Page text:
During the period from August 1, 1942 to August 23,1943, additional transports of Jews arrived by freight train at Treblinka from other Polish cities, including Kielce, Miedrzyrec, Luków, Wloszczowa, Sedziszów, Czestochowa, Szydlowiec, Lochów, Kozienice, Bialystok, Tomaszów Mazowiecki, Grodno, and Radom. Other Jews arrived at Treblinka in horse-drawn wagons and trucks, as did the Gypsies, including some from countries other than Poland. In addition, Jews from Germany and other European countries, including Austria, Czechoslovakia, Bulgaria, Yugoslavia and Greece, were transported to Treblinka, mostly in passenger trains.
In the trials listed above only one defendant was a bona-fide member of the SS. In a random selection of 22 personnel who entered T4, only four were members of the SS.
Were these men who had come from a disrupted society of average or below average intelligence? Were these men who had carried out the most horrendous crimes natural-born killers and sadistic psychopaths who had been spurred on by blind loyalty to their Führer? Or, as I suggest, were they caught up in the unstoppable merry-go-round of Nazi pseudo-political criminality when cold mass murder had ceased to touch them by its repetitiveness over many years of political and anti-Semitic indoctrination? The Christian Wirth leadership is central to these quandaries and it is clear that a major contributory factor was fear of Wirth and retribution by the state.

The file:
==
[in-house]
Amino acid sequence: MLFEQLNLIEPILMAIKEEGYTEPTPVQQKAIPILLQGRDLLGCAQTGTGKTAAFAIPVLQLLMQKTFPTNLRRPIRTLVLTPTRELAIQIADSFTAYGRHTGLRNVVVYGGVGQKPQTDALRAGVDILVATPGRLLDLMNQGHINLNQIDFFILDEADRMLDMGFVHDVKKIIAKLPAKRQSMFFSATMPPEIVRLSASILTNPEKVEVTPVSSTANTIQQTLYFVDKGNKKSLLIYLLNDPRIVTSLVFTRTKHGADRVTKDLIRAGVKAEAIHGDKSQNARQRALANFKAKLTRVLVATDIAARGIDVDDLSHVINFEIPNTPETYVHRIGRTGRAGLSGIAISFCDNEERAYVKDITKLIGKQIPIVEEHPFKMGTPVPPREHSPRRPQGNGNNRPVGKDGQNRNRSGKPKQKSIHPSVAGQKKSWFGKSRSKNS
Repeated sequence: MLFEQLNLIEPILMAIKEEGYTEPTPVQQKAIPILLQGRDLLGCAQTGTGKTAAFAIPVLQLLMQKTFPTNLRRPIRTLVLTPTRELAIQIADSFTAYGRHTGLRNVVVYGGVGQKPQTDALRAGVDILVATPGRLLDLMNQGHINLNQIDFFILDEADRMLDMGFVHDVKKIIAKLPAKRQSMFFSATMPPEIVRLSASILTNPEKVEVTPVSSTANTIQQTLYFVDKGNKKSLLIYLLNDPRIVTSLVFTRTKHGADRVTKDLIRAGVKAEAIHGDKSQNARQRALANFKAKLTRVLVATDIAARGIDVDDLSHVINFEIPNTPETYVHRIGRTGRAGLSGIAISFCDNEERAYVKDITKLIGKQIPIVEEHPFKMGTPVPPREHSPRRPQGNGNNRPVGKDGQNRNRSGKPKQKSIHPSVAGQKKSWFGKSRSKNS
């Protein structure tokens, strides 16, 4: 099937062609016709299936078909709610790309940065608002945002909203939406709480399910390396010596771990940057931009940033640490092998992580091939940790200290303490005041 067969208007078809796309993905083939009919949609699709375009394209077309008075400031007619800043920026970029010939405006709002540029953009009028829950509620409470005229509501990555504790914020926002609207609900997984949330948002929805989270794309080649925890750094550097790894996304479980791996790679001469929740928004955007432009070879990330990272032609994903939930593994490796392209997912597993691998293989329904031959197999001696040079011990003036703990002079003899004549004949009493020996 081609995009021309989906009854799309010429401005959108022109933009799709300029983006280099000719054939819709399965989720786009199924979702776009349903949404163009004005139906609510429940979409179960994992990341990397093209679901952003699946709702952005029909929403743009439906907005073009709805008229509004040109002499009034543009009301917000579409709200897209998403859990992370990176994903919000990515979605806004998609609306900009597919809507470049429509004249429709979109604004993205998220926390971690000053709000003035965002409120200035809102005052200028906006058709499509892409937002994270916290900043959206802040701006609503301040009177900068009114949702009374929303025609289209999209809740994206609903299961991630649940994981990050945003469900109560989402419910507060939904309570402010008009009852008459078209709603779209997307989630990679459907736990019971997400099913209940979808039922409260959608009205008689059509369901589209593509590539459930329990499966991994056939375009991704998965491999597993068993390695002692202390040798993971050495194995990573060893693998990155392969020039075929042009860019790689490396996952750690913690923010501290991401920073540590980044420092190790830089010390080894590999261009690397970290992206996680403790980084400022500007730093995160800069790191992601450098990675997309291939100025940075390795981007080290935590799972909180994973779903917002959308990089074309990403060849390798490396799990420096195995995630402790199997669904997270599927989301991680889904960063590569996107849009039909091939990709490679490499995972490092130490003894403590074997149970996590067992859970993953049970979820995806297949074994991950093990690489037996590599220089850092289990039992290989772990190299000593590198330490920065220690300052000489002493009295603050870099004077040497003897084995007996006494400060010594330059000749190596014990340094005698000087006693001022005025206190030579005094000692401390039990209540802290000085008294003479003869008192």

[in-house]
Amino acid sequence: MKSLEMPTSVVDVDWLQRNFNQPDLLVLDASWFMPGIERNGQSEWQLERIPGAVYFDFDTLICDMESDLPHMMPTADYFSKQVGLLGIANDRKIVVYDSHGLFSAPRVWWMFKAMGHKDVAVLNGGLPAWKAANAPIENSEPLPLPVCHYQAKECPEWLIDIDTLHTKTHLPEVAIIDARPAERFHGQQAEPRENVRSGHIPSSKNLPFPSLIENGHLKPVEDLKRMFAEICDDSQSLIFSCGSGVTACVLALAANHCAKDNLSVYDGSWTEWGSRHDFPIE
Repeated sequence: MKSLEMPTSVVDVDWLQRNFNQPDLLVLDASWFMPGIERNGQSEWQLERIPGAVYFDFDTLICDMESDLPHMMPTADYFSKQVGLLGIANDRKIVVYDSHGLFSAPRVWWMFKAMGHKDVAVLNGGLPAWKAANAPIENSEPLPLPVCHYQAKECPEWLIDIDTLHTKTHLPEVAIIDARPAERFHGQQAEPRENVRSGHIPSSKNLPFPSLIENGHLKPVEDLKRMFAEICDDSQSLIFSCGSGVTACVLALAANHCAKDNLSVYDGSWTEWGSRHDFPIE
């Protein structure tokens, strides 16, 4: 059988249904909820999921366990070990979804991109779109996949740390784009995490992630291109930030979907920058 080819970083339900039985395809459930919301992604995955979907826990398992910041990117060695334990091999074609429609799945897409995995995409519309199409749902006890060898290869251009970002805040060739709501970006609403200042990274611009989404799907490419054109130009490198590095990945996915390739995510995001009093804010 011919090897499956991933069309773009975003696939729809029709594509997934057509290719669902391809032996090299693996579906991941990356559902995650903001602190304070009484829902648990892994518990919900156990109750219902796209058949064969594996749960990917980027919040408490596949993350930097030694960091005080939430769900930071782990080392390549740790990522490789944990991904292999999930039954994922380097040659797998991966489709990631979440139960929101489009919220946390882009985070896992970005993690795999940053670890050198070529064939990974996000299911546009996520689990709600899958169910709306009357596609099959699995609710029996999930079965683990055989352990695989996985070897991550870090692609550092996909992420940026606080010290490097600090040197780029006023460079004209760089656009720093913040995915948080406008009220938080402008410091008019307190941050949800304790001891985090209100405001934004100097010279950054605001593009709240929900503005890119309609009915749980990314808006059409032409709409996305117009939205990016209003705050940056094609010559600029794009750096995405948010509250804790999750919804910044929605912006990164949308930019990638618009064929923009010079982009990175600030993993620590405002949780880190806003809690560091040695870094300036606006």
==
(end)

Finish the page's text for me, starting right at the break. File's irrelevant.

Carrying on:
Each man was privy to his own thoughts and reasons for his own actions. After several years of transformation in the euthanasia program and Reinhardt, these more or less 'ordinary' men manifested the effects in their daily behavior. As the historians Browder and Browning et al have emphasized, all of them had in some way significantly contributed to the Third Reich.
Initially, these trials were held in public, but as Soviet westward gains consolidated their position, there was less emphasis on the public, and more on trials held behind closed doors. As early as 1943, trials were held in Krasnodar in July, and Kharkov in October, when various grades of collaborators were dealt with. However, as the Great Patriotic War came to an end in 1944, the Soviet machinery of Justice (some say in undue haste) unleashed a ferocious prosecution program. This purge came in two phases: between 1947 1952 and between the 1960s and 1970. High on the list for retribution were the Soviet citizens who had been former guards in the death camps of Operation Reinhardt: the Trawnikimänner.